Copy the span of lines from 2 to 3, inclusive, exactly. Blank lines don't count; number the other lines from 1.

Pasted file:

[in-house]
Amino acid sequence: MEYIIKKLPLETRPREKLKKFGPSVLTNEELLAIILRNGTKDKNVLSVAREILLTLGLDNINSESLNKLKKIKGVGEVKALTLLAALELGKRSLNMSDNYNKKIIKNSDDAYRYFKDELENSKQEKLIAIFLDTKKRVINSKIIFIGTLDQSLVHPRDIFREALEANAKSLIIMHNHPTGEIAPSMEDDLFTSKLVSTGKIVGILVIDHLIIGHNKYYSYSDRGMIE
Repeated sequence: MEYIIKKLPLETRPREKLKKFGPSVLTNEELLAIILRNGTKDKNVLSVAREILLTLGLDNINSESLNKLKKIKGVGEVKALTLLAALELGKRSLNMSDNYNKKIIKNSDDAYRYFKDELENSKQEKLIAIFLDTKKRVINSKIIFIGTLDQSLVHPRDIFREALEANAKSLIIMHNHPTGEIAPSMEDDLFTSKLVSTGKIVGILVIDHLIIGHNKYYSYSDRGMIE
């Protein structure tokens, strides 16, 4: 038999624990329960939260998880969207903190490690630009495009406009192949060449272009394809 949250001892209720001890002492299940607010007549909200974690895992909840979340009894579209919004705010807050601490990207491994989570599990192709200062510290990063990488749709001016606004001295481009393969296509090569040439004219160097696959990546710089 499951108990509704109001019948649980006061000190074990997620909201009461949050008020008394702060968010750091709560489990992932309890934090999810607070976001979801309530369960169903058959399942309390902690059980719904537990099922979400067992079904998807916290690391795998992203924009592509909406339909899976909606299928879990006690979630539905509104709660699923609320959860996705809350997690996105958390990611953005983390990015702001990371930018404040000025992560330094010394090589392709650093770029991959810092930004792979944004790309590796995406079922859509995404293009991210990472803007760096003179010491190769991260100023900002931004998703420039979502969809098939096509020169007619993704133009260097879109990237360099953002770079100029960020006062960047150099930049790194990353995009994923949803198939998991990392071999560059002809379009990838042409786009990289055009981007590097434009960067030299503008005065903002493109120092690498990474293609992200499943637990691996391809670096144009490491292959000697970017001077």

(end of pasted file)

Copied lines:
Amino acid sequence: MEYIIKKLPLETRPREKLKKFGPSVLTNEELLAIILRNGTKDKNVLSVAREILLTLGLDNINSESLNKLKKIKGVGEVKALTLLAALELGKRSLNMSDNYNKKIIKNSDDAYRYFKDELENSKQEKLIAIFLDTKKRVINSKIIFIGTLDQSLVHPRDIFREALEANAKSLIIMHNHPTGEIAPSMEDDLFTSKLVSTGKIVGILVIDHLIIGHNKYYSYSDRGMIE
Repeated sequence: MEYIIKKLPLETRPREKLKKFGPSVLTNEELLAIILRNGTKDKNVLSVAREILLTLGLDNINSESLNKLKKIKGVGEVKALTLLAALELGKRSLNMSDNYNKKIIKNSDDAYRYFKDELENSKQEKLIAIFLDTKKRVINSKIIFIGTLDQSLVHPRDIFREALEANAKSLIIMHNHPTGEIAPSMEDDLFTSKLVSTGKIVGILVIDHLIIGHNKYYSYSDRGMIE